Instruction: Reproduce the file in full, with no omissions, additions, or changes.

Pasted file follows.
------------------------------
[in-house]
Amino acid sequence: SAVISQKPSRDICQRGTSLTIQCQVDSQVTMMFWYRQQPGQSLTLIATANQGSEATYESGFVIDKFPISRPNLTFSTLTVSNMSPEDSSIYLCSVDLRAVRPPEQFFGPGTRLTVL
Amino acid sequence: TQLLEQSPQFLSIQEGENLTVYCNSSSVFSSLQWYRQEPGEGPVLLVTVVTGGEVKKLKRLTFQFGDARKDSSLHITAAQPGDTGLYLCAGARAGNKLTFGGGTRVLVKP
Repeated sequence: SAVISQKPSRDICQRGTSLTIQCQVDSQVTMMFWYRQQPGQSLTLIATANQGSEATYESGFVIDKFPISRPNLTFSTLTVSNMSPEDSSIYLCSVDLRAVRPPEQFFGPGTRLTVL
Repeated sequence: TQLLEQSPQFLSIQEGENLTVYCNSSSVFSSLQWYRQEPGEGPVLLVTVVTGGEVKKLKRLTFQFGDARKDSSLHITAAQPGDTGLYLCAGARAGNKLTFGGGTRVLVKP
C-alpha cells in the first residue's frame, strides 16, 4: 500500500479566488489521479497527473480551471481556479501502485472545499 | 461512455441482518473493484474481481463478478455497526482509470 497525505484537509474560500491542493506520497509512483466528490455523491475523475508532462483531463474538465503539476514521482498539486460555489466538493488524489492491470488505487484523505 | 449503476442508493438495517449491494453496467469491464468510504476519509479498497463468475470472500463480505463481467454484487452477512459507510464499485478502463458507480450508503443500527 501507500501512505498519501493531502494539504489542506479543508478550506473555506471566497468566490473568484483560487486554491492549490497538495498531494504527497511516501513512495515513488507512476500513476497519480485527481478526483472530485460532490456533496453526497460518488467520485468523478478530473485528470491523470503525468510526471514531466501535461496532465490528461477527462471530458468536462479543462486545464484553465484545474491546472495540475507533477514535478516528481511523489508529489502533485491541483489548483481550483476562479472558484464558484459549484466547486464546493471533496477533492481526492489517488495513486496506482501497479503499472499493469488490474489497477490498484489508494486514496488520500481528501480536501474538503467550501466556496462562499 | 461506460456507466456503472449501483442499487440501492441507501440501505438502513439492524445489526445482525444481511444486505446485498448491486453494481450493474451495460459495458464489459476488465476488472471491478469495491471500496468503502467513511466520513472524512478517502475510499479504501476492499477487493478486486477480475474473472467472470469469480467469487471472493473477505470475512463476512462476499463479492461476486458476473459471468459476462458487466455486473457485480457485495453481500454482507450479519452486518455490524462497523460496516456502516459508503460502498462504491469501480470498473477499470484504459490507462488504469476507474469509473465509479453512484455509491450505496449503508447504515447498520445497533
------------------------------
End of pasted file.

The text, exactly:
[in-house]
Amino acid sequence: SAVISQKPSRDICQRGTSLTIQCQVDSQVTMMFWYRQQPGQSLTLIATANQGSEATYESGFVIDKFPISRPNLTFSTLTVSNMSPEDSSIYLCSVDLRAVRPPEQFFGPGTRLTVL
Amino acid sequence: TQLLEQSPQFLSIQEGENLTVYCNSSSVFSSLQWYRQEPGEGPVLLVTVVTGGEVKKLKRLTFQFGDARKDSSLHITAAQPGDTGLYLCAGARAGNKLTFGGGTRVLVKP
Repeated sequence: SAVISQKPSRDICQRGTSLTIQCQVDSQVTMMFWYRQQPGQSLTLIATANQGSEATYESGFVIDKFPISRPNLTFSTLTVSNMSPEDSSIYLCSVDLRAVRPPEQFFGPGTRLTVL
Repeated sequence: TQLLEQSPQFLSIQEGENLTVYCNSSSVFSSLQWYRQEPGEGPVLLVTVVTGGEVKKLKRLTFQFGDARKDSSLHITAAQPGDTGLYLCAGARAGNKLTFGGGTRVLVKP
C-alpha cells in the first residue's frame, strides 16, 4: 500500500479566488489521479497527473480551471481556479501502485472545499 | 461512455441482518473493484474481481463478478455497526482509470 497525505484537509474560500491542493506520497509512483466528490455523491475523475508532462483531463474538465503539476514521482498539486460555489466538493488524489492491470488505487484523505 | 449503476442508493438495517449491494453496467469491464468510504476519509479498497463468475470472500463480505463481467454484487452477512459507510464499485478502463458507480450508503443500527 501507500501512505498519501493531502494539504489542506479543508478550506473555506471566497468566490473568484483560487486554491492549490497538495498531494504527497511516501513512495515513488507512476500513476497519480485527481478526483472530485460532490456533496453526497460518488467520485468523478478530473485528470491523470503525468510526471514531466501535461496532465490528461477527462471530458468536462479543462486545464484553465484545474491546472495540475507533477514535478516528481511523489508529489502533485491541483489548483481550483476562479472558484464558484459549484466547486464546493471533496477533492481526492489517488495513486496506482501497479503499472499493469488490474489497477490498484489508494486514496488520500481528501480536501474538503467550501466556496462562499 | 461506460456507466456503472449501483442499487440501492441507501440501505438502513439492524445489526445482525444481511444486505446485498448491486453494481450493474451495460459495458464489459476488465476488472471491478469495491471500496468503502467513511466520513472524512478517502475510499479504501476492499477487493478486486477480475474473472467472470469469480467469487471472493473477505470475512463476512462476499463479492461476486458476473459471468459476462458487466455486473457485480457485495453481500454482507450479519452486518455490524462497523460496516456502516459508503460502498462504491469501480470498473477499470484504459490507462488504469476507474469509473465509479453512484455509491450505496449503508447504515447498520445497533